Quirk wants to make cognitive behavioral therapy more accessible

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Quirk, a YC-backed company, is looking to bring cognitive behavioral therapy (CBT) to more people suffering from anxiety or depression.

CBT aims to lessen or stop harmful behavior by changing the way people think, stopping them from falling into established patterns of negatively distorting their reality to justify or account for unhelpful habits.

“CBT has 40 years of research behind it,” says CEO and founder Evan Conrad. “I’ve had severe panic attacks my whole life and saw different therapists who tried what I now know is CBT. I assumed it was a pseudo science. It wasn’t until 10 months ago that I re-discovered CBT on my own and learned about its efficacy. It’s the gold standard.”

The app helps users practice one of the most common exercises in CBT: the triple-column technique.

Here’s how it works:

Users jump into the app whenever they have anxiety or a depressive thought to record it. They then identify any distortions that apply to that thought, such as Catastrophizing, Magnification of the Negative, Fortune Telling or Over-Generalization, among others. From there, the user can challenge the thought with reasons why that thought might have been illogical to begin with. Finally, the user replaces the thought with something more reasonable.

For example, if I was worried about not getting a response to a text, I might believe (irrationally) that it has something to do with how that person feels about me, rather than the more obvious explanation: they’re just busy.

The hope of CBT is that identifying thought distortions and manually replacing them with beliefs grounded in reality retrains the brain to experience the world in a realistic way and relieves patients from their depression and/or anxiety.

Conrad says that he went from having two anxiety attacks a week to two every six months.

The problem that Quirk is trying to solve is two-fold. First, people may not know the benefits or the empirical data supporting CBT. Second, the process of manually recording this on pen and paper can be more tedious and feel less private out in a public space.

Quirk’s attempt to solve these problems is to make CBT accessible to more people and to make the process of doing CBT slightly more private.

We asked Conrad about the potential negative affects of practicing CBT without the oversight of a mental health professional.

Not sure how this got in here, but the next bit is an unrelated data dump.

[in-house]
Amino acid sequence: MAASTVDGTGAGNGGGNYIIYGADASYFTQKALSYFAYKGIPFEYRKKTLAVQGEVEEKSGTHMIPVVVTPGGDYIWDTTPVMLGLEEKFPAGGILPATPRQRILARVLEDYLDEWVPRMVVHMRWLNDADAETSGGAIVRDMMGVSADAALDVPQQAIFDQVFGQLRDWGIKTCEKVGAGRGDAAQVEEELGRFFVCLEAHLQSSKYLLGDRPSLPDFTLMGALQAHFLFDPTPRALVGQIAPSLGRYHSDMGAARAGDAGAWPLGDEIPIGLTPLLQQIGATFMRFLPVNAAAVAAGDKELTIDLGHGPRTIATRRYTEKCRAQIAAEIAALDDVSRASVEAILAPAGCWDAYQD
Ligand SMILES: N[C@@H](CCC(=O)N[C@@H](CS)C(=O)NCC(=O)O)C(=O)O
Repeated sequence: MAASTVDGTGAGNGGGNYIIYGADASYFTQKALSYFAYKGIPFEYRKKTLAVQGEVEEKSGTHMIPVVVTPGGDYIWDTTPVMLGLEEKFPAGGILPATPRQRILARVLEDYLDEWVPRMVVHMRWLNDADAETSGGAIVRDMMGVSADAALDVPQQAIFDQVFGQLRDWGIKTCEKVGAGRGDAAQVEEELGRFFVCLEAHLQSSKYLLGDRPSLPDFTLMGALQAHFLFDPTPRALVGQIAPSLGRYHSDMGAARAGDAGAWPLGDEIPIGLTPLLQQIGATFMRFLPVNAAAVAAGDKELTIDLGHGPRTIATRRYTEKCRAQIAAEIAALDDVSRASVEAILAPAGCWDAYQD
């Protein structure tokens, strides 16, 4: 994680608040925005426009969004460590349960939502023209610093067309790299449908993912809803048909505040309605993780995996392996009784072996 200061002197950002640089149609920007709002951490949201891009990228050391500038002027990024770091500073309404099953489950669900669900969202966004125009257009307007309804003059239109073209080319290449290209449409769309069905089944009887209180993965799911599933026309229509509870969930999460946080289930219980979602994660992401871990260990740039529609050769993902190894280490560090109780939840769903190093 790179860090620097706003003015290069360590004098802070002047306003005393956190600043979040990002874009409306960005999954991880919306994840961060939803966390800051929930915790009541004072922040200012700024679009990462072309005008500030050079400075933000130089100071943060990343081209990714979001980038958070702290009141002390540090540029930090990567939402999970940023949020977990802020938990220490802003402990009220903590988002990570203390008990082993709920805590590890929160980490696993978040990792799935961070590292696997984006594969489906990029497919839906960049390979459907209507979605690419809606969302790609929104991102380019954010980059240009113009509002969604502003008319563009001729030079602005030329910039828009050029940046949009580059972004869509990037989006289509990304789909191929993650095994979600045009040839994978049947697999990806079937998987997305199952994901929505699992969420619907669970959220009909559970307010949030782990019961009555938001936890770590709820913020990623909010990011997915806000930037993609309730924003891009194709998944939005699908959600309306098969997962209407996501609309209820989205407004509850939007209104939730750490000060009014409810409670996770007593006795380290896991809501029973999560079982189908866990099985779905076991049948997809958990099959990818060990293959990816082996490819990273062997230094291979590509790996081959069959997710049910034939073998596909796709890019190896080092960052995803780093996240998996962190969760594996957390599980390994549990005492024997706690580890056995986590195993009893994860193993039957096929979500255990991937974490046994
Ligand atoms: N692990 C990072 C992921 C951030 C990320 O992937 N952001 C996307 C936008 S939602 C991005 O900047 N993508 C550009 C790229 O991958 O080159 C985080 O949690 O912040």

“As for self-administered CBT, we’ve run this by a number of therapists and all of them have said it’s generally a net-benefit,” Conrad said via email. “What would be harmful is if someone with a severe condition decided that they should use Quirk instead of seeing a therapist. But in practice we’ve seen the opposite effect. People who would have otherwise done nothing about their condition use Quirk as a ‘first step’ towards therapy or will use Quirk when they would otherwise have no option (either because there isn’t a treatment in their country/area or because they can’t afford it).”

Dr. Daniel J. Fridberg, a practicing CBT psychologist from the University of Chicago, says that the triple-column technique is a great CBT exercise, but that it’s just part of the whole package of Cognitive Behavioral Therapy. He also said that the only way to know if a product like this can do harm is through a study, but that CBT itself is an evidence-based psychotherapy and has been proven effective.

“CBT is an effective, time-limited, reasonably cost-effective psychotherapy for things like depression, anxiety, substance abuse, etc,” said Dr. Fridberg. “The problem is that finding a good CBT therapist who delivers evidence-based treatment isn’t always easy in smaller communities where there isn’t easy access to a research hub. In some respects, an app that is packaged in an attractive way gets people’s attention and promotes CBT as effective is a good thing.”

Dr. Fridberg also stated that anyone suffering from an issue that’s disrupting their day-to-day functioning should seek professional help.

Conrad says that he hopes Quirk can be a jumping off point for folks suffering from anxiety and depression, with the app suggesting that those suffering seek professional help in conjunction with using the app. He also shared that Quirk hopes to be able to connect users to professionals in their area as soon as they have the scale to do so.

Quirk costs $4/month for users.



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